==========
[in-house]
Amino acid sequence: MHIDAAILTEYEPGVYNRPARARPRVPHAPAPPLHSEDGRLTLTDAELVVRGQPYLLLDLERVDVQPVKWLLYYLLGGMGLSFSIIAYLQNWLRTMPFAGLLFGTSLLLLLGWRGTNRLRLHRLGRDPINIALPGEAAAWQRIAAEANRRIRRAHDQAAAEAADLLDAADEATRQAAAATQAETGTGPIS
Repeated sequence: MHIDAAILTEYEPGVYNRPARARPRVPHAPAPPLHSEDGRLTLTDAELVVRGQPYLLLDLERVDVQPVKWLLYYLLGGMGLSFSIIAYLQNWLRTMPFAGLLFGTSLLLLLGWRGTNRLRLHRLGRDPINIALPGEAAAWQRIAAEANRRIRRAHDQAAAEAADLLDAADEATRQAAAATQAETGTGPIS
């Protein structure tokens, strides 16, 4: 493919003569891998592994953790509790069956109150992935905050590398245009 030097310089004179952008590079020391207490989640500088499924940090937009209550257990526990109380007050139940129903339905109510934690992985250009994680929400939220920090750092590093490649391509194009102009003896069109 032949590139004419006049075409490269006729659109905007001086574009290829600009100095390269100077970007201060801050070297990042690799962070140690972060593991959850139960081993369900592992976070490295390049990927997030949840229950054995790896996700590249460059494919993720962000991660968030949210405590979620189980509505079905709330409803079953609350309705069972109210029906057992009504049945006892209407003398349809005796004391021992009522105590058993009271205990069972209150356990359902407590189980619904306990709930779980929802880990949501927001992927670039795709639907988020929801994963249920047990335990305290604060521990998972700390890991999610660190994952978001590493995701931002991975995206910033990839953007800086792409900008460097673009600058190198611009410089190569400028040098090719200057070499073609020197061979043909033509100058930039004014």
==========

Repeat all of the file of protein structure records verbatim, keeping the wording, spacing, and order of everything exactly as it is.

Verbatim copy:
[in-house]
Amino acid sequence: MHIDAAILTEYEPGVYNRPARARPRVPHAPAPPLHSEDGRLTLTDAELVVRGQPYLLLDLERVDVQPVKWLLYYLLGGMGLSFSIIAYLQNWLRTMPFAGLLFGTSLLLLLGWRGTNRLRLHRLGRDPINIALPGEAAAWQRIAAEANRRIRRAHDQAAAEAADLLDAADEATRQAAAATQAETGTGPIS
Repeated sequence: MHIDAAILTEYEPGVYNRPARARPRVPHAPAPPLHSEDGRLTLTDAELVVRGQPYLLLDLERVDVQPVKWLLYYLLGGMGLSFSIIAYLQNWLRTMPFAGLLFGTSLLLLLGWRGTNRLRLHRLGRDPINIALPGEAAAWQRIAAEANRRIRRAHDQAAAEAADLLDAADEATRQAAAATQAETGTGPIS
């Protein structure tokens, strides 16, 4: 493919003569891998592994953790509790069956109150992935905050590398245009 030097310089004179952008590079020391207490989640500088499924940090937009209550257990526990109380007050139940129903339905109510934690992985250009994680929400939220920090750092590093490649391509194009102009003896069109 032949590139004419006049075409490269006729659109905007001086574009290829600009100095390269100077970007201060801050070297990042690799962070140690972060593991959850139960081993369900592992976070490295390049990927997030949840229950054995790896996700590249460059494919993720962000991660968030949210405590979620189980509505079905709330409803079953609350309705069972109210029906057992009504049945006892209407003398349809005796004391021992009522105590058993009271205990069972209150356990359902407590189980619904306990709930779980929802880990949501927001992927670039795709639907988020929801994963249920047990335990305290604060521990998972700390890991999610660190994952978001590493995701931002991975995206910033990839953007800086792409900008460097673009600058190198611009410089190569400028040098090719200057070499073609020197061979043909033509100058930039004014």